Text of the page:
I'm still looking for decent growth from Acuity. I believe the contributions of LED lighting and revivals in construction will support 6% long-term revenue growth, with modest margin improvement potential leading to nearly 8% free cash flow growth. Those growth estimates only lead to a fair value in the neighborhood of $54 to $55 per share, though, and the company's relatively unimpressive historical ROIC don't argue for a premium valuation.

At the time of writing, Stephen Simpson did not own any shares in any of the companies mentioned.

Related Articles
  1. Fundamental Analysis

    5 Must-Have Metrics For Value Investors

    Focusing on certain fundamental metrics is the best way for value investors to cash in gains. Here are the most important metrics to know.
  2. Investing

    5 Up and Coming Social Media Startups

    Although the days of Facebook's dominance aren't close to being over, here are some new creative platforms gaining traction on the worldwide web.
  3. Stock Analysis

    Analyzing Altria's Return on Equity (ROE) (MO)

    Learn about Altria Group's return on equity (ROE) and analyze net profit margin, asset turnover and financial leverage to determine what is causing its high ROE.
  4. Investing

    Why Does Amazon Let Its Competitors Use AWS? (AMZN,NFLX)

    Amazon allows dozens of its competitors use AWS. Is this a strategy to earn revenue or something more?
  5. Investing

    Cybersecurity Startups Are an Emerging Trend

    As cybersecurity spending across both government and private sectors continues to increase amid rising concern of security threats, the potential for cybersecurity startups has never been greater. ...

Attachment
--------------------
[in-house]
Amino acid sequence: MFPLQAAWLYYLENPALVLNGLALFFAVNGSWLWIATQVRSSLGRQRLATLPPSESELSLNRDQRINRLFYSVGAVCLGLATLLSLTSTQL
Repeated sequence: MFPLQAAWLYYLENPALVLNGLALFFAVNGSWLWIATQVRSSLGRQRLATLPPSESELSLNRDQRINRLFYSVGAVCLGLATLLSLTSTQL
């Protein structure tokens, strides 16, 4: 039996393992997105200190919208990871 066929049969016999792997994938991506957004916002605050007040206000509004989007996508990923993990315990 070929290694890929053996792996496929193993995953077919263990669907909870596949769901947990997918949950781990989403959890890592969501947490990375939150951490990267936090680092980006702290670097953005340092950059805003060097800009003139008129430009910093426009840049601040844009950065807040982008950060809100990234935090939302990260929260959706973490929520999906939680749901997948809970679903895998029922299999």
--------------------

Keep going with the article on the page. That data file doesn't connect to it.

6. Stock Analysis

    Top 5 Companies Owned By Microsoft (MSFT)

    Find out about Microsoft's most newsworthy acquisitions. Microsoft acquired Skype in 2011 to expand its footprint in the online telecommunications sector.
  7. Investing

    What Investors Need to Know About Returns in 2016

    Last year wasn’t a great one for investors seeking solid returns, so here are three things we believe all investors need to know about returns in 2016.
  8. Investing News

    Icahn's Bet on Cheniere Energy: Should You Follow?

    Investing legend Carl Icahn continues to lose money on Cheniere Energy, but he's increasing his stake. Should you follow his lead?
  9. Stock Analysis

    Analyzing Google's Return on Equity (ROE) (GOOGL)

    Learn about Alphabet's return on equity. How has its ROE changed over time, how does it compare to its peers and what factors are driving ROE for the company?
  10. Investing News

    The 4 Most Expensive Company Campuses

    Discover some of the most expensive company campuses in the world, why they are often designed so elaborately, and learn how this affects workers.
  1. What is the formula for calculating EBITDA?

    When analyzing financial fitness, corporate accountants and investors alike closely examine a company's financial statements ... Read Full Answer >>
  2. How do I calculate the P/E ratio of a company?

    The price-earnings ratio (P/E ratio) is a valuation measure that compares the level of stock prices to the level of corporate ... Read Full Answer >>
  3. How do you calculate return on equity (ROE)?

    Return on equity (ROE) is a ratio that provides investors insight into how efficiently a company (or more specifically, its ... Read Full Answer >>
  4. How do you calculate working capital?

    Working capital represents the difference between a firm’s current assets and current liabilities. The challenge can be determining ... Read Full Answer >>
  5. What is the formula for calculating the current ratio?

    The current ratio is a financial ratio that investors and analysts use to examine the liquidity of a company and its ability ... Read Full Answer >>
  6. What is the formula for calculating earnings per share (EPS)?

    Earnings per share (EPS) is the portion of a company’s profit that is allocated to each outstanding share of common stock, ... Read Full Answer >>
Trading Center